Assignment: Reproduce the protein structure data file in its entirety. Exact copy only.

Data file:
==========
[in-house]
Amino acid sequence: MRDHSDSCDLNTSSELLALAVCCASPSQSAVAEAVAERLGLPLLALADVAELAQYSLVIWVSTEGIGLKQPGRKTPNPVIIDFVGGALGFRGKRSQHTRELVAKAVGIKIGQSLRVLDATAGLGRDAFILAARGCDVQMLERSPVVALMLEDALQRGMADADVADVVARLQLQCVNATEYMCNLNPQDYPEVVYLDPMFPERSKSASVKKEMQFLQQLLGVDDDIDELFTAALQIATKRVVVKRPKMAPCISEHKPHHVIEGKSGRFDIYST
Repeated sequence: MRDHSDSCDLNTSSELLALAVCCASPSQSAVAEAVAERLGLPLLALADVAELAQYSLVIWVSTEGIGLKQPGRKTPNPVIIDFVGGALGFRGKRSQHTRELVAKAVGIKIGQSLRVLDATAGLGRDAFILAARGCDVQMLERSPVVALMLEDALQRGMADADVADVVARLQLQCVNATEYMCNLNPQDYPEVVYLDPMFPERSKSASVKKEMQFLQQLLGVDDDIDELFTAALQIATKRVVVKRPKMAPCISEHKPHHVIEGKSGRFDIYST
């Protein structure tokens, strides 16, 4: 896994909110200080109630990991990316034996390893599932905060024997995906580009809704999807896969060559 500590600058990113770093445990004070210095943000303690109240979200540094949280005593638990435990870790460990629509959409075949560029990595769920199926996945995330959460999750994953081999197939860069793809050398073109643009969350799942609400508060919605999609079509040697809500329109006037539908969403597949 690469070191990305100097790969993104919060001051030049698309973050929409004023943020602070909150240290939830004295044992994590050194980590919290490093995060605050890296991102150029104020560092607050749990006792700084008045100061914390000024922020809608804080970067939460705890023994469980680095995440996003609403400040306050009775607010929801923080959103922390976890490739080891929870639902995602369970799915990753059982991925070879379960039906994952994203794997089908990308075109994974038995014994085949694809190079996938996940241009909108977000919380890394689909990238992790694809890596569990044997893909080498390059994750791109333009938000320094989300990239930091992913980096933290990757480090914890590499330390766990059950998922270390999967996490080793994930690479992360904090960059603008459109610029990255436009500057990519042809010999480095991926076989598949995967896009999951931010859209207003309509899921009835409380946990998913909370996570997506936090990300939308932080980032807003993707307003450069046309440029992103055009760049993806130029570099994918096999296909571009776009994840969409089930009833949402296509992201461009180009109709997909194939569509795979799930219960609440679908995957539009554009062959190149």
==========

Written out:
[in-house]
Amino acid sequence: MRDHSDSCDLNTSSELLALAVCCASPSQSAVAEAVAERLGLPLLALADVAELAQYSLVIWVSTEGIGLKQPGRKTPNPVIIDFVGGALGFRGKRSQHTRELVAKAVGIKIGQSLRVLDATAGLGRDAFILAARGCDVQMLERSPVVALMLEDALQRGMADADVADVVARLQLQCVNATEYMCNLNPQDYPEVVYLDPMFPERSKSASVKKEMQFLQQLLGVDDDIDELFTAALQIATKRVVVKRPKMAPCISEHKPHHVIEGKSGRFDIYST
Repeated sequence: MRDHSDSCDLNTSSELLALAVCCASPSQSAVAEAVAERLGLPLLALADVAELAQYSLVIWVSTEGIGLKQPGRKTPNPVIIDFVGGALGFRGKRSQHTRELVAKAVGIKIGQSLRVLDATAGLGRDAFILAARGCDVQMLERSPVVALMLEDALQRGMADADVADVVARLQLQCVNATEYMCNLNPQDYPEVVYLDPMFPERSKSASVKKEMQFLQQLLGVDDDIDELFTAALQIATKRVVVKRPKMAPCISEHKPHHVIEGKSGRFDIYST
């Protein structure tokens, strides 16, 4: 896994909110200080109630990991990316034996390893599932905060024997995906580009809704999807896969060559 500590600058990113770093445990004070210095943000303690109240979200540094949280005593638990435990870790460990629509959409075949560029990595769920199926996945995330959460999750994953081999197939860069793809050398073109643009969350799942609400508060919605999609079509040697809500329109006037539908969403597949 690469070191990305100097790969993104919060001051030049698309973050929409004023943020602070909150240290939830004295044992994590050194980590919290490093995060605050890296991102150029104020560092607050749990006792700084008045100061914390000024922020809608804080970067939460705890023994469980680095995440996003609403400040306050009775607010929801923080959103922390976890490739080891929870639902995602369970799915990753059982991925070879379960039906994952994203794997089908990308075109994974038995014994085949694809190079996938996940241009909108977000919380890394689909990238992790694809890596569990044997893909080498390059994750791109333009938000320094989300990239930091992913980096933290990757480090914890590499330390766990059950998922270390999967996490080793994930690479992360904090960059603008459109610029990255436009500057990519042809010999480095991926076989598949995967896009999951931010859209207003309509899921009835409380946990998913909370996570997506936090990300939308932080980032807003993707307003450069046309440029992103055009760049993806130029570099994918096999296909571009776009994840969409089930009833949402296509992201461009180009109709997909194939569509795979799930219960609440679908995957539009554009062959190149």